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Detested are these sad abodes
By modern dames of mortal make,
And
peers

who rank not with such gods,
Their solitary seats forsake.
For now 'tis quite another case,
The country wears a different face.
When sometimes (oh! the cruel Lent !)
Thither her ladyship is sent,
As Sol through Taurus mounts the sky,
Or George prorogues his parliament,
Her beauteous bosom heaves a sigh,
Five months in rustic banishment.
Thither, alas! no viscounts rove,
Nor heart bewitching colonels come,
Dull is the music of the grove,
Unheeded fades the meadow's bloom;
The verdant copse may take the birds,
The breath of morn and evening's dew
To bleating flocks and lowing herds
Be pleasant, and be wholesome too;
But how can these ('tis out of nature)
Have charms for any human creature ?'

Such are the sentiments, I own,
Of all that lazy loitering race,
Form daily ushers to his grace,
Who never leave the guilty town;
But in the purlieus of the court,
By knaves are spaniel'd up and down,
To fetch and carry each report.

Far other images arise
To those who inward turn their eyes
To view the' inhabitants of mind;
Where Solitude's calm votaries find
Of knowledge the inexhausted prize:

And Truth, immortal Truth bestows,
Clad in etherial robes of light,
Pure as the flakes of falling snows,
Unenvied unreproved delight.

On me, my lord, on humble me
The intellectual train attends;
Science oft seeks my company,
And Fancy's children are my friends.
Here, bless'd with independent ease,
I look with pity on the great,
For who, that with enjoyment sees
The Laughs and Graces at his gate,
And little Loves attending nigh,
Or fondly hovering o'er his head,
To wing his orders through the sky,
Whilst warbling Muses round him shed
Sweet flowers, which on Parnassus blow,
Would wish these thorny paths to tread,
Which slaves and courtiers only know.

Thanks to my ancestors and Heaven ! To me the happier lot is given, In calm retreat my time to spend With far, far better company Than those who on the court attend In honourable drudgery. Warriors and statesmen of old Rome Duly observe my levee day, And wits from polish'd Athens come, Occasional devoirs to pay. With me great Plato often holds Discourse

upon
immortal

powers, And Attic Xenophon unfolds Rich honey from Lycéum's flowers;

Cæsar and Tully often dine,
Anacreon rambles in my grove,
Sweet Horace drinks Falernian wine,
Catullus makes, on haycocks, love.
With these, and some akin to these,
The living few who grace our days,
I live in literary ease;
My chief delight their taste to please
With soft and unaffected lays.
Thus, to each votary's wish, kind fate
Dívides the world with equal line :
She bids ambition, care, and state
Be the high portion of the great,
Peace, friendship, love, and bliss be mine.

EPISTLE II.

THE TEMPER OF ARISTIPPUS.

To Lady

Quo me cunque rapit tempestas deferor hospes.

HORAT.

I've oft, Melissa, heard you say,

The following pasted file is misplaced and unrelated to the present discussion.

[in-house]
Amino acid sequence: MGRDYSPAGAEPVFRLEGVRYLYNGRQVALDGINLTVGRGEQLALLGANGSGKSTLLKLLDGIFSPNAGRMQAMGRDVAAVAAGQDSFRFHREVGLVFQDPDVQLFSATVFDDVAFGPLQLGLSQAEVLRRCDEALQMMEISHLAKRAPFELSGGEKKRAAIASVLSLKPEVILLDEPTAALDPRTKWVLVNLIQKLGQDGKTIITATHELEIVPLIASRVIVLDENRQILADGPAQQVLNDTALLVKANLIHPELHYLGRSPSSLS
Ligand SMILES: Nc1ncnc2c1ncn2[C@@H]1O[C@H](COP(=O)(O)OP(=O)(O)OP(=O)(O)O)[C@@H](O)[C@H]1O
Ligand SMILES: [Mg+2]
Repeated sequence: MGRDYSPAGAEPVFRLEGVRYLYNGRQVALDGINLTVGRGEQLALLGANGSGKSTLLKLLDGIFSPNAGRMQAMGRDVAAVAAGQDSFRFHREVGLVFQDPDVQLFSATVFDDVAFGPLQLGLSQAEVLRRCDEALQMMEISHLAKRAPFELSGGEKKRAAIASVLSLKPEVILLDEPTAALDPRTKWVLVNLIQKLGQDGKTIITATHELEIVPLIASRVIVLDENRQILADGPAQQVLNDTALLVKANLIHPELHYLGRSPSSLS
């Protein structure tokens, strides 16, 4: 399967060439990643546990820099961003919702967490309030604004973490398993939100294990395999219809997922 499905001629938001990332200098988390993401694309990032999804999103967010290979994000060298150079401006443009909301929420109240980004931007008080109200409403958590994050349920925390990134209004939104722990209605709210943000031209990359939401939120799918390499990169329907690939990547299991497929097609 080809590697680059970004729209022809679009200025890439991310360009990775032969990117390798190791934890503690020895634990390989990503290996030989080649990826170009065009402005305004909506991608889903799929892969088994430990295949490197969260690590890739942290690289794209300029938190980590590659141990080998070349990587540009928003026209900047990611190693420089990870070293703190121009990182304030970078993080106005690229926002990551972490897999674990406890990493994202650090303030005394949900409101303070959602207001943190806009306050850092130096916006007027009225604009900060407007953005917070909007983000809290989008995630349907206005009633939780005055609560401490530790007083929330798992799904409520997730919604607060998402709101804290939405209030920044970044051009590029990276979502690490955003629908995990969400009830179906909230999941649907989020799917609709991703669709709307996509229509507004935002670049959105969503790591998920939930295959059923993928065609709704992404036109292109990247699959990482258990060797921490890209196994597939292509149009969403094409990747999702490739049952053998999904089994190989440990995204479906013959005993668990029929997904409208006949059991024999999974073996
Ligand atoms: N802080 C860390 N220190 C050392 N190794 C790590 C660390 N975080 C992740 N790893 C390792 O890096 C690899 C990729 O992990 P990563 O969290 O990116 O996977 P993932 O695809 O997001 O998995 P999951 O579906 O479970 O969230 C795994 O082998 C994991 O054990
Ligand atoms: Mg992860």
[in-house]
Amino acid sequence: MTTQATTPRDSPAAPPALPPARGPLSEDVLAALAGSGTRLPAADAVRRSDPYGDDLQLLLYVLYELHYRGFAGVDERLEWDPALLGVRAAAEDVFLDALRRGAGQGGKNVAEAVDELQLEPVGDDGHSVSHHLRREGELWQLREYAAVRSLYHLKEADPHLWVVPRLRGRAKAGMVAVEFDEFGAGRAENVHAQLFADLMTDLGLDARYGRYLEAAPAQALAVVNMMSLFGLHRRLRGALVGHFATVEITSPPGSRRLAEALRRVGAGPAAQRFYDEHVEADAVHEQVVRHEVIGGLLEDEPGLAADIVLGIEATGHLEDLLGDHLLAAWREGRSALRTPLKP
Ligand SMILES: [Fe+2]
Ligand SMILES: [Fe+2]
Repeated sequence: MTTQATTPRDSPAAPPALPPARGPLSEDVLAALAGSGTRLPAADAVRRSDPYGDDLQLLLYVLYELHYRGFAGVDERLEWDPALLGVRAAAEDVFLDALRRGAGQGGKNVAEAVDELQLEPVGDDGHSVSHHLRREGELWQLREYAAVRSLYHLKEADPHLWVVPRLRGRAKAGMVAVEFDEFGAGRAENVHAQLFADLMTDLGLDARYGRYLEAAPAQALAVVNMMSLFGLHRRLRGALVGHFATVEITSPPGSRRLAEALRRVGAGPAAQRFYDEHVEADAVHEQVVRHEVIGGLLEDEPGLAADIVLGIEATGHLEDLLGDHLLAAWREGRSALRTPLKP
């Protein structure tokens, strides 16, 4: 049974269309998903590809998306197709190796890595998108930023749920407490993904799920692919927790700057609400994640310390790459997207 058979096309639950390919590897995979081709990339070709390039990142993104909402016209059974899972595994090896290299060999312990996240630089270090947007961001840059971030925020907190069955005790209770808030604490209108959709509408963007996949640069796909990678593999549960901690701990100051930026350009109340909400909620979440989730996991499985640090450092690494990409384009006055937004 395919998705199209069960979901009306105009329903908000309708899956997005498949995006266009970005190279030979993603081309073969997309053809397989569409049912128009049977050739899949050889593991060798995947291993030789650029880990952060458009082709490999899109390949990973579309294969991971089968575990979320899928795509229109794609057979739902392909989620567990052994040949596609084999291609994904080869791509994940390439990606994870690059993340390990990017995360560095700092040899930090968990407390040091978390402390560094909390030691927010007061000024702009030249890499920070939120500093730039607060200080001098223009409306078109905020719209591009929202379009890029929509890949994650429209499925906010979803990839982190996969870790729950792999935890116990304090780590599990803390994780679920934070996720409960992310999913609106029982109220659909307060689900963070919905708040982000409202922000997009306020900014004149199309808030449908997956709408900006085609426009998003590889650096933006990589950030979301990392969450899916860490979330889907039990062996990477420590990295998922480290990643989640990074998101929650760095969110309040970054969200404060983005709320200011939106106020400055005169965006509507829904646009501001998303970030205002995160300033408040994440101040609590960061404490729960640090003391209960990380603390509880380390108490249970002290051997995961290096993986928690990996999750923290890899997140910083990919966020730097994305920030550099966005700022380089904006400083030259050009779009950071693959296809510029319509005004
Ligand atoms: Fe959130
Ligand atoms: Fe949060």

- The world observes I never wear
An aspect gloomy or severe;
That, constitutionally gay,
Whether dark clouds obscure the sky,
Or Phoebus gilds the face of day,
In pleasure's true philosophy
I pass the winged years away.'

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In most, 'tis true, the human sense
Is subjected to smiles or tears,
To swelling pride or trembling fears,

By every skyey influence.'
Cameleonlike, their souls agree
With all they hear and all they see
Or, as one instrument resounds
Another's unison of sounds,
Their mutable complexions carry
The looks of anger, hope, and joy;
Just as the scenes around them vary,
Pleasures delight, or pains annoy.
But I, by philosophic mood,
Let the wise call it-happy folly,
Educe, from every evil, good;
And rapture e’en from melancholy.
When in the silent midnight grove
Sweet Philomela swells her throat
With tremulous and plaintive note,
Expressive of disastrous love;
I with the pensive pleasures dwell,
And in their calm sequester'd cell
Listen with rapturous delight
To the soft songster of the night.
Here Echo, in her mossy cave,
Symphonious to the lovelorn song,
Warbles the vocal rocks among;
Whilst gently trickling waters lave
The oak-fringed mountain's hoary brow,
Whose streams, united in the vale,
O'er pebbled beds loquacious flow,
Tuned to the sad melodious tale
In murmurs querulously slow,

And, whilst immersed in thought I lie,
From ages past and realms unseen,
There moves before the mental eye
The pleasing melancholy scene
Of nymphs and youths unfortunate,
Whose fame shall spread from shore to shore,
Preserved by bards from death and fate,
Till time itself shall be no more.

Thus, not by black misanthropy
Impell’d, to caves or rocks I fly;
But when, by chance or humour led,
My wandering feet those regions tread,
Taught by philosophy so sweet
To shun the fellowship of care,
Far from the world I go to meet
Such pleasures as inhabit there.

With rebel will I ne'er oppose
The current of my destiny,
But, pliant as the torrent flows,
Receive my course implicitly.
As, from some shaded river's side
If chance a tender' osier's blown,
Subject to the controling tide,
The' obedient shrub is carried down:
A while it floats upon the streams,
By whirlpools now is forced below,
Then mounts again where Titan's beams
Upon the shining waters glow:
Sweet flowery vales it passes by,
Cities and solitudes by turns,
Or where a dreary desert burns
In sorrowful obscurity,

I See the Chartreuse of Gresset, from whence this passage is imitated; but the subsequent particular application to Aristippus is the author's.

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